For more than three decades, John Walton and Steve Johnson ruled the radio waves with their show, Walton and Johnson. And while the title may not have been all that unique, the show certainly was (and is!).
The Houston-based Walton and Johnson radio show is, according to its Facebook page, a “mix of ‘stream of consciousness,’ opinionated and compelling talk, celebrity guest[s], musical elements, fictional characters and famous impersonations, great skit writing and production coupled with powerful interaction.”
While the show is still very much on the air, it experienced a massive shift after host John Walton passed away in 2019. Still, the Walton and Johnson audience — known as the 10-percenters — is as dedicated as ever.
What happened to 'Walton and Johnson'?
On July 2, 2019, Steve Johnson made the shocking announcement that his co-host John Walton had died the previous evening, citing medical issues that Walton had kept private for some time.
“His medical issues were too numerous to overcome,” Johnson wrote. “He had been receiving treatment over the last month but continued to suffer. He made the decision to return home yesterday and spend his last hours with his family. He went out on his own terms.”
“I will always cherish John as not only a partner but a dear friend. His wit and humor defined him as the unique individual we all knew him to be. He will never be replaced. He had a voice and he had something to say. Your loyalty and support for him and his craft was always a mutual sentiment. John cared deeply for all of you. He loved to make you all laugh.”
Following the news of Walton’s death, the show’s various social media pages were flooded with comments of sadness and support from its many fans.
“In total shock of this tragic news of John’s passing,” a fan named Ashley wrote. “I have been listening to the show since my dad would drive me to middle school. Loved the show then and now in my late 30’s I love it still. I’m very proud to call myself a 10%er.”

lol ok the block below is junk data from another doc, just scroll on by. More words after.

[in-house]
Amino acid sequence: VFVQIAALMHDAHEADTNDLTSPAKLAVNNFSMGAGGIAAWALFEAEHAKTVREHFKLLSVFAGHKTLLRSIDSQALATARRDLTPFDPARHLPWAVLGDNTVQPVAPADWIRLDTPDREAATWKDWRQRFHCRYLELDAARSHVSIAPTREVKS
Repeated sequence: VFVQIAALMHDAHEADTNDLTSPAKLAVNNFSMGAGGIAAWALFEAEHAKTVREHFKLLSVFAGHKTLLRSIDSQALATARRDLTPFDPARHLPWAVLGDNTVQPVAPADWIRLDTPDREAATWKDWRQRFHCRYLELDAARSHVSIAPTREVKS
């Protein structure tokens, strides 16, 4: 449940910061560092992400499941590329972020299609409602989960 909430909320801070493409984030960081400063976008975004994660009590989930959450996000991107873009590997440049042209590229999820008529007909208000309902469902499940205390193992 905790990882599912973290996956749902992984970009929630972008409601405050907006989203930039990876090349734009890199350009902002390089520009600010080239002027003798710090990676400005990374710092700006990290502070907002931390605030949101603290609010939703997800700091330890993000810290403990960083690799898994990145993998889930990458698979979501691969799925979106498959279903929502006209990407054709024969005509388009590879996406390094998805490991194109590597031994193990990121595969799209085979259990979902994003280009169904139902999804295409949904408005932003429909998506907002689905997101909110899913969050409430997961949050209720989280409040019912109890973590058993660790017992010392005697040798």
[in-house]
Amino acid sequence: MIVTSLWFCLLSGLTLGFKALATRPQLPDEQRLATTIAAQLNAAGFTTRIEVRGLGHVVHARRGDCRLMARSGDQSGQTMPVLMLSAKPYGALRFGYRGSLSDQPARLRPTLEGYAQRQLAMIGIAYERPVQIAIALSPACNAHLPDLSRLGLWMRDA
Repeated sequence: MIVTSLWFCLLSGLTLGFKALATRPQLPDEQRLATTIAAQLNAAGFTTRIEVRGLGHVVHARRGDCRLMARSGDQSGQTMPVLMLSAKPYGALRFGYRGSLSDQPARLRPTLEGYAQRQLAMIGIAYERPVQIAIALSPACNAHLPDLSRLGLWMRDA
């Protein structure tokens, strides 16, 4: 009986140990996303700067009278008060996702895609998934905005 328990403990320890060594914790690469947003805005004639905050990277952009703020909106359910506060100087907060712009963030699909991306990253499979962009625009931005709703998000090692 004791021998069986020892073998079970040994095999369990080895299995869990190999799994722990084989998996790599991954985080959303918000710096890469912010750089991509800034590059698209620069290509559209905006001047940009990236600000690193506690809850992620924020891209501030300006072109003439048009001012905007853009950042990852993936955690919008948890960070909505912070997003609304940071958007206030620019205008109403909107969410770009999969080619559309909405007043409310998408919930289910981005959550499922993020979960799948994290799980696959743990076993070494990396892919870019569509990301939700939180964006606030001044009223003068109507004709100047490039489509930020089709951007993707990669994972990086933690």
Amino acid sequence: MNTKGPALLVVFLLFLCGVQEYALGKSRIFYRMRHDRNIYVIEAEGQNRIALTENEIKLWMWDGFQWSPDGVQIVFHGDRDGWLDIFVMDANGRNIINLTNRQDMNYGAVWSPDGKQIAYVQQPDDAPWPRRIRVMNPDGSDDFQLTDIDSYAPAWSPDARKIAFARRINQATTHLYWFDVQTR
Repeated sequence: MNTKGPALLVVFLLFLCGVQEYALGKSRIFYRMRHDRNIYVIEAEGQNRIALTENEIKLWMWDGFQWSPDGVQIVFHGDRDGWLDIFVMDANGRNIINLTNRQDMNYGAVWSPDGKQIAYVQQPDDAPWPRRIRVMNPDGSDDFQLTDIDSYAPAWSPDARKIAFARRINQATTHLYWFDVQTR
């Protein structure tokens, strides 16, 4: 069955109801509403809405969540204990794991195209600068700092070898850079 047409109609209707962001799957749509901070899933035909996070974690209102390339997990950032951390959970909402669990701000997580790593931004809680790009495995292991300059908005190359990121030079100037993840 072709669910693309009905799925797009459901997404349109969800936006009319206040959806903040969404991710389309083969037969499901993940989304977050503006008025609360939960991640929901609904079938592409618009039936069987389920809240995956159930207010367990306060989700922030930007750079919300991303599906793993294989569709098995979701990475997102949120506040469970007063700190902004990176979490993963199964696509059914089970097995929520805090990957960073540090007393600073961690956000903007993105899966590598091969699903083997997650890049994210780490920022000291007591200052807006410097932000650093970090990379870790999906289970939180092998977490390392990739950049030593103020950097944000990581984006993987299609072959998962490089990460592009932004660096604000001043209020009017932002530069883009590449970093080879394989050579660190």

Obviously, the show could never be the same without Walton, but it has still remained in syndication since the host’s death. Steve Johnson is still a host on the show — which is still called Walton and Johnson — and is joined by producer Kenny Webster.
The ‘Walton and Johnson’ show has been criticized for engaging in “the radio version of blackface.”
As popular as Walton and Johnson is, it has also been marked by controversy over the years. Several months before Walton’s death, Vice’s Michael Patrick Welch published an article criticizing the show for what he referred to as “the radio version of blackface.”
The Walton and Johnson radio show was unique in the fact that it seemed to be hosted by five individuals: Walton, Johnson, and then three other hosts who would show up regularly. There was the militant Black man Mr. Eaux, a stereotypical gay man named Mr. Kenneth, and a self-titled “redneck” named “Billy Ed.” Only, as it turns out, those last three were all voiced by Johnson himself.
My newest @VICE story is a deep dive into the 35-yr-old Walton & Johnson radio show, which features 2 white hosts imitating a black man, a gay man & a "redneck" to simulate 5 hosts. Many I talked to called it "blackface." Feat @EFCuttin among others https://t.co/2r2bUDqPll— michaelpatrickwelch (@mpatrickwelch) January 22, 2019
For his article, Welch interviewed David Ahrens-Bryant, a man from New Orleans who is both Black and gay. “I was listening on my way to work and it took about two days until I thought, ‘Something about these five guys doesn’t sound right.’ I went home and did internet research, and I was appalled. I haven’t listened since. [...] They’re trying to be insidious about it. They say it in a way that they think we can’t hear. But I hear it, and it’s racist.”
Offensive though the show may be, it obviously still has a dedicated following. It is syndicated throughout the U.S.’s Gulf Coast and boasts a large audience who seemingly can’t get enough of the controversial show.